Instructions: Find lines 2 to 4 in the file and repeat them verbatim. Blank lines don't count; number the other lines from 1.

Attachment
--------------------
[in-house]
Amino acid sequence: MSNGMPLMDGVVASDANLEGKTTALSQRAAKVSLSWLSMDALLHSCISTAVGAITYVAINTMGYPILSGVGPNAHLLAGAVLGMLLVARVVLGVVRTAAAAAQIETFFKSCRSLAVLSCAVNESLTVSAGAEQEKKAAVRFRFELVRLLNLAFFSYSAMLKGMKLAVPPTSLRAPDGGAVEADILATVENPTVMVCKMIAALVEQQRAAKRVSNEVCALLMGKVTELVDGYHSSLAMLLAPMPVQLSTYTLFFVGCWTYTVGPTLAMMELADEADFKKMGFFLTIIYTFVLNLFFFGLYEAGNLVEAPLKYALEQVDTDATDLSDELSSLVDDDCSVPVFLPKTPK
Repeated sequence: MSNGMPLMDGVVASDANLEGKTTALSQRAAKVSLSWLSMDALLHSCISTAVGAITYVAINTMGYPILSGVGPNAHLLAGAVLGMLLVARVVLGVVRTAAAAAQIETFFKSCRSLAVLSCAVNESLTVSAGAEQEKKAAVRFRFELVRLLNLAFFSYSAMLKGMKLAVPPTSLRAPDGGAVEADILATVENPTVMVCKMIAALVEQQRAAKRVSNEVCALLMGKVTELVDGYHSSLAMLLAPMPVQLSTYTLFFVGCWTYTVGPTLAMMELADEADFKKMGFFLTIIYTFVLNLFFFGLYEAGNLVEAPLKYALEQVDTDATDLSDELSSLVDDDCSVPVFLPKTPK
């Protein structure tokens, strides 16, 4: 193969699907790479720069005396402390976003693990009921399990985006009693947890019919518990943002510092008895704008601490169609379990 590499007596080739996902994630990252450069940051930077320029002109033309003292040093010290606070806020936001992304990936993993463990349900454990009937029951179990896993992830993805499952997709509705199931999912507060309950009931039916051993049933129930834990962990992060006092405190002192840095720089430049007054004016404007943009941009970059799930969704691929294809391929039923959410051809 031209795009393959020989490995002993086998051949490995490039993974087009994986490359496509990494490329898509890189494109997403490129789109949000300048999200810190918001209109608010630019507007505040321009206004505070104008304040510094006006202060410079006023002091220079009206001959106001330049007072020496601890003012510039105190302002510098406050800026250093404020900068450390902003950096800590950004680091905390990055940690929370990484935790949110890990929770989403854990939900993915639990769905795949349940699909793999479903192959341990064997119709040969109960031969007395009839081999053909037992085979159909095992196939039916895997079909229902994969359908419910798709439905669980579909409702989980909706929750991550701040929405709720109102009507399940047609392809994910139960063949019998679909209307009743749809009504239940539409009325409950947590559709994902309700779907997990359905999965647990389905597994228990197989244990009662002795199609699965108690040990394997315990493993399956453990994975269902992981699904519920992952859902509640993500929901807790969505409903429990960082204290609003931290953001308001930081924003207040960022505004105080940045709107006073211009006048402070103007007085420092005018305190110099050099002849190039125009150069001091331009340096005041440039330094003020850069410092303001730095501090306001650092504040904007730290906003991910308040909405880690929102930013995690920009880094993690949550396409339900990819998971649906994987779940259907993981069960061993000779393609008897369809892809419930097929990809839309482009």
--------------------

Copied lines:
Amino acid sequence: MSNGMPLMDGVVASDANLEGKTTALSQRAAKVSLSWLSMDALLHSCISTAVGAITYVAINTMGYPILSGVGPNAHLLAGAVLGMLLVARVVLGVVRTAAAAAQIETFFKSCRSLAVLSCAVNESLTVSAGAEQEKKAAVRFRFELVRLLNLAFFSYSAMLKGMKLAVPPTSLRAPDGGAVEADILATVENPTVMVCKMIAALVEQQRAAKRVSNEVCALLMGKVTELVDGYHSSLAMLLAPMPVQLSTYTLFFVGCWTYTVGPTLAMMELADEADFKKMGFFLTIIYTFVLNLFFFGLYEAGNLVEAPLKYALEQVDTDATDLSDELSSLVDDDCSVPVFLPKTPK
Repeated sequence: MSNGMPLMDGVVASDANLEGKTTALSQRAAKVSLSWLSMDALLHSCISTAVGAITYVAINTMGYPILSGVGPNAHLLAGAVLGMLLVARVVLGVVRTAAAAAQIETFFKSCRSLAVLSCAVNESLTVSAGAEQEKKAAVRFRFELVRLLNLAFFSYSAMLKGMKLAVPPTSLRAPDGGAVEADILATVENPTVMVCKMIAALVEQQRAAKRVSNEVCALLMGKVTELVDGYHSSLAMLLAPMPVQLSTYTLFFVGCWTYTVGPTLAMMELADEADFKKMGFFLTIIYTFVLNLFFFGLYEAGNLVEAPLKYALEQVDTDATDLSDELSSLVDDDCSVPVFLPKTPK
């Protein structure tokens, strides 16, 4: 193969699907790479720069005396402390976003693990009921399990985006009693947890019919518990943002510092008895704008601490169609379990 590499007596080739996902994630990252450069940051930077320029002109033309003292040093010290606070806020936001992304990936993993463990349900454990009937029951179990896993992830993805499952997709509705199931999912507060309950009931039916051993049933129930834990962990992060006092405190002192840095720089430049007054004016404007943009941009970059799930969704691929294809391929039923959410051809 031209795009393959020989490995002993086998051949490995490039993974087009994986490359496509990494490329898509890189494109997403490129789109949000300048999200810190918001209109608010630019507007505040321009206004505070104008304040510094006006202060410079006023002091220079009206001959106001330049007072020496601890003012510039105190302002510098406050800026250093404020900068450390902003950096800590950004680091905390990055940690929370990484935790949110890990929770989403854990939900993915639990769905795949349940699909793999479903192959341990064997119709040969109960031969007395009839081999053909037992085979159909095992196939039916895997079909229902994969359908419910798709439905669980579909409702989980909706929750991550701040929405709720109102009507399940047609392809994910139960063949019998679909209307009743749809009504239940539409009325409950947590559709994902309700779907997990359905999965647990389905597994228990197989244990009662002795199609699965108690040990394997315990493993399956453990994975269902992981699904519920992952859902509640993500929901807790969505409903429990960082204290609003931290953001308001930081924003207040960022505004105080940045709107006073211009006048402070103007007085420092005018305190110099050099002849190039125009150069001091331009340096005041440039330094003020850069410092303001730095501090306001650092504040904007730290906003991910308040909405880690929102930013995690920009880094993690949550396409339900990819998971649906994987779940259907993981069960061993000779393609008897369809892809419930097929990809839309482009």